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Crank: High Voltage review

The Stath is back to break heads – with a broken heart...

His name is Chev Chelios. He’s mad as hell and he’s not going to take it any more.


You’d be mad too if Triad surgeons (is that really a legitimate career path?) had hacked out your “pump” and replaced it with an artificial, electrically charged turbo-ticker.

“Where…” demands Chev (Jason Statham) of a battered bad-guy, “ my fackin’ strawberry tart!?”

Crank: High Voltage is an explosion in a silly-ideas factory that falls out of the mentalist tree and hits every twitching, psychotic branch on the way down. On acid, crack, PCP, steroids, ketamine, absinthe, really strong coffee…

But the key substance gushing through Statham and the movie’s veins is loud, leery, testosterone. Chev roars and snorts and clatters around like a wounded buffalo – butting, bashing, smashing and crotch-crunching anything that stands in the way of his tart-hunt.

Directors Neveldine and Taylor fire up every obscure trick in their editing software: druggy image warping, elastic slo-mo, jump-cuts to split-second freeze-frames…

Sniffier critics will smirk at the straight-outta-film-school ferocity, but there are two sequences that deserve to feature in 2009’s end-of-year Best Scenes list...

First – the reprise of the original’s very public anger-bang where Chev takes girlfriend Eve (Amy Smart) up the marketplace, complete with cheering onlookers (hurrah for heterosexuality!)

This time, Chev and Eve get it very heavily ‘on’ in the middle of a horse-race track – boffing like bunnies as a stampede of thoroughbreds thunder towards their writhing (pixellated) dirty bits.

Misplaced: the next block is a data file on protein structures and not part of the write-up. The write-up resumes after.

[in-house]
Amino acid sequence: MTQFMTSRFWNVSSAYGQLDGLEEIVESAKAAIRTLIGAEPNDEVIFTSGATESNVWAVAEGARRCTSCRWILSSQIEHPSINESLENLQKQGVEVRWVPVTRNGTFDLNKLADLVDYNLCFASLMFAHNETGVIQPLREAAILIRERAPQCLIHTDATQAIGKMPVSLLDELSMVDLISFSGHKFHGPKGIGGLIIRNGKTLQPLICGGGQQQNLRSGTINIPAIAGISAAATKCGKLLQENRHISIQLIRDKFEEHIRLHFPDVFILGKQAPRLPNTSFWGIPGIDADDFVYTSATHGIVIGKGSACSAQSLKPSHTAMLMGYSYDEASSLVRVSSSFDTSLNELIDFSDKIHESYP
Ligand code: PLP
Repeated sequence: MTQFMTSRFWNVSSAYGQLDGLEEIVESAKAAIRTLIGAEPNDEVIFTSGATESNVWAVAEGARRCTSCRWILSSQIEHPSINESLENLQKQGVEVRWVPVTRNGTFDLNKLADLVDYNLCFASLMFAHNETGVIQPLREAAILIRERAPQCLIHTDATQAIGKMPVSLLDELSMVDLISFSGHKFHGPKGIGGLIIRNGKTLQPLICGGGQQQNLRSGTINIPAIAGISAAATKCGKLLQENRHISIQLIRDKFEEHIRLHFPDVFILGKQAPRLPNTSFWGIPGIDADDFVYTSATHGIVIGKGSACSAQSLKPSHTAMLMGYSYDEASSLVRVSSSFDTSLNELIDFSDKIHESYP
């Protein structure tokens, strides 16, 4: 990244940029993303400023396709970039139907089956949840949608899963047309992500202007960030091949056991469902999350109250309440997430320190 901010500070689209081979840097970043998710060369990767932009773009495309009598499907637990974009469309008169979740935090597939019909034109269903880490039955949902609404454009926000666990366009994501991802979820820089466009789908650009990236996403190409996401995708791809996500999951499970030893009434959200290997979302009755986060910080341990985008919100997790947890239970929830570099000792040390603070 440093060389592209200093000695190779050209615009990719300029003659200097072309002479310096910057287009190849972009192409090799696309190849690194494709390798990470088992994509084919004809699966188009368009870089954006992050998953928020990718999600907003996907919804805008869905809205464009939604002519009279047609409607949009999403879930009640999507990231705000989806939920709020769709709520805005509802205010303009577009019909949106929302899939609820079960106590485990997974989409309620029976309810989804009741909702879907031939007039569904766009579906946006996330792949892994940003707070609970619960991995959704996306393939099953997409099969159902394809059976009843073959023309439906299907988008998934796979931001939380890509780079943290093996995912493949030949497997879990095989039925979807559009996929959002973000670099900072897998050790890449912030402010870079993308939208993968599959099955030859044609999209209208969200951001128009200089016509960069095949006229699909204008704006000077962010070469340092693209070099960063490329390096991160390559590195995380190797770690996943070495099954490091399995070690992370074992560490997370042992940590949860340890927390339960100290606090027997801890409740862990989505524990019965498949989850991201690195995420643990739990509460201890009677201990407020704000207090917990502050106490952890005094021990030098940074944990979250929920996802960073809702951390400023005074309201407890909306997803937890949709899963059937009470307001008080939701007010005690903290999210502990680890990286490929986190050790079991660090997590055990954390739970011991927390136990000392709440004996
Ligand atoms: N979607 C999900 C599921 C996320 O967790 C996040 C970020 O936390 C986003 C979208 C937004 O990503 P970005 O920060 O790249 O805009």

Second – an eye-saucering moment in which gigantic, Godzilla-style versions of Chev and a rival (complete with monstrous, behemothic head-masks) slug it out at an electricity sub-station: a grunting, faintly homoerotic wrestle-fest before a backdrop of sparking pylons.

Neveldine and Taylor are so busy steering Statham into the relentless comic ultraviolence (shot at in a confined limo, dragged behind a speedboat), they can barely be arsed with supporting characters.

There’s an ex-heart surgeon buddy who Chev calls to act as plot narrator and audience technical advisor, an associate with, umm, ‘full-body Tourette’s’ (“I can’t control myself!”) and a gun-waving parade of multi-ethnic hoods and heavies lining up to be hit and hammered and abused – often in ways that will set liberal sphincters clenching (to a Triad driver… “Did someone drop some change or is there a Chink in here?”)

Clunking, throwaway cutaways to chat-shows and satirical news reports confirm that Neveldine and Taylor are more interested in pumping up the volume on what worked the first time rather than offer anything new.

But Statham’s the key. He clearly knows that comedy is all about playing it straight (and, genre-wise, this is more comedy than action). Never does he waver; not once is there a hint that he doesn’t believe in it.

Even when he has to defrib’ himself by chomping on a car jump-lead.

Even when he dips a shotgun in tar and jams it into a baddie’s arse.

Even when he has to wear an electric dog-collar and yap like a scolded puppy.

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